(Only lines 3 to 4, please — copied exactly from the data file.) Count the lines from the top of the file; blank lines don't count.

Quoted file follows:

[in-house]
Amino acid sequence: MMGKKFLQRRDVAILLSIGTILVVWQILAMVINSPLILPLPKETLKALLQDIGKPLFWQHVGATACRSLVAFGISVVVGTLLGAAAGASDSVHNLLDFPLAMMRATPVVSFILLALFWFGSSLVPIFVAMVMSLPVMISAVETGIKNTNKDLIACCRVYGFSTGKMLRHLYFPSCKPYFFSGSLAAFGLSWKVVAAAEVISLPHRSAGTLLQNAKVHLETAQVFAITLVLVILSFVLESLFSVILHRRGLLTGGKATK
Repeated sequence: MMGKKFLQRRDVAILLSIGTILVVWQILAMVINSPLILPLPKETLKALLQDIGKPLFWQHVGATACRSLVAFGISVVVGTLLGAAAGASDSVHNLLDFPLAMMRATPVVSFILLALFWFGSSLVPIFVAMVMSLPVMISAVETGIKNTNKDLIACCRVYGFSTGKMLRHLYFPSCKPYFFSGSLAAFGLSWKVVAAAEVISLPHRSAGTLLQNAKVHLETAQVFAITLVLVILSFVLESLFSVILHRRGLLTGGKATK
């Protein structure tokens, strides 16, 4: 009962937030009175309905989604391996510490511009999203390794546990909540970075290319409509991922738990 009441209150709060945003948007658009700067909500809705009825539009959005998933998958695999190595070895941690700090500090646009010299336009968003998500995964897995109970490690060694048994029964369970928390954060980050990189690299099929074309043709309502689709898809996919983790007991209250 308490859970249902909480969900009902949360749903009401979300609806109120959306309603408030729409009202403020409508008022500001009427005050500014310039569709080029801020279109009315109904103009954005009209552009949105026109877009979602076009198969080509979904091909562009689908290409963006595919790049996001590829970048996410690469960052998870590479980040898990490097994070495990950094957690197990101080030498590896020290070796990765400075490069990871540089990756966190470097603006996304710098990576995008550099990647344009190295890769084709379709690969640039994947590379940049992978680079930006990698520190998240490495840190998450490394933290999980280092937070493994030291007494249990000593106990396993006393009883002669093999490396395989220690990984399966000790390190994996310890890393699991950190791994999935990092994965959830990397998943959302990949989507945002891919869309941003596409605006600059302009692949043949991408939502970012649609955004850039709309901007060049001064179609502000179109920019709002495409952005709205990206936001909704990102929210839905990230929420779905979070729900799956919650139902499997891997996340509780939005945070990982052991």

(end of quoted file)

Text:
Repeated sequence: MMGKKFLQRRDVAILLSIGTILVVWQILAMVINSPLILPLPKETLKALLQDIGKPLFWQHVGATACRSLVAFGISVVVGTLLGAAAGASDSVHNLLDFPLAMMRATPVVSFILLALFWFGSSLVPIFVAMVMSLPVMISAVETGIKNTNKDLIACCRVYGFSTGKMLRHLYFPSCKPYFFSGSLAAFGLSWKVVAAAEVISLPHRSAGTLLQNAKVHLETAQVFAITLVLVILSFVLESLFSVILHRRGLLTGGKATK
């Protein structure tokens, strides 16, 4: 009962937030009175309905989604391996510490511009999203390794546990909540970075290319409509991922738990 009441209150709060945003948007658009700067909500809705009825539009959005998933998958695999190595070895941690700090500090646009010299336009968003998500995964897995109970490690060694048994029964369970928390954060980050990189690299099929074309043709309502689709898809996919983790007991209250 308490859970249902909480969900009902949360749903009401979300609806109120959306309603408030729409009202403020409508008022500001009427005050500014310039569709080029801020279109009315109904103009954005009209552009949105026109877009979602076009198969080509979904091909562009689908290409963006595919790049996001590829970048996410690469960052998870590479980040898990490097994070495990950094957690197990101080030498590896020290070796990765400075490069990871540089990756966190470097603006996304710098990576995008550099990647344009190295890769084709379709690969640039994947590379940049992978680079930006990698520190998240490495840190998450490394933290999980280092937070493994030291007494249990000593106990396993006393009883002669093999490396395989220690990984399966000790390190994996310890890393699991950190791994999935990092994965959830990397998943959302990949989507945002891919869309941003596409605006600059302009692949043949991408939502970012649609955004850039709309901007060049001064179609502000179109920019709002495409952005709205990206936001909704990102929210839905990230929420779905979070729900799956919650139902499997891997996340509780939005945070990982052991």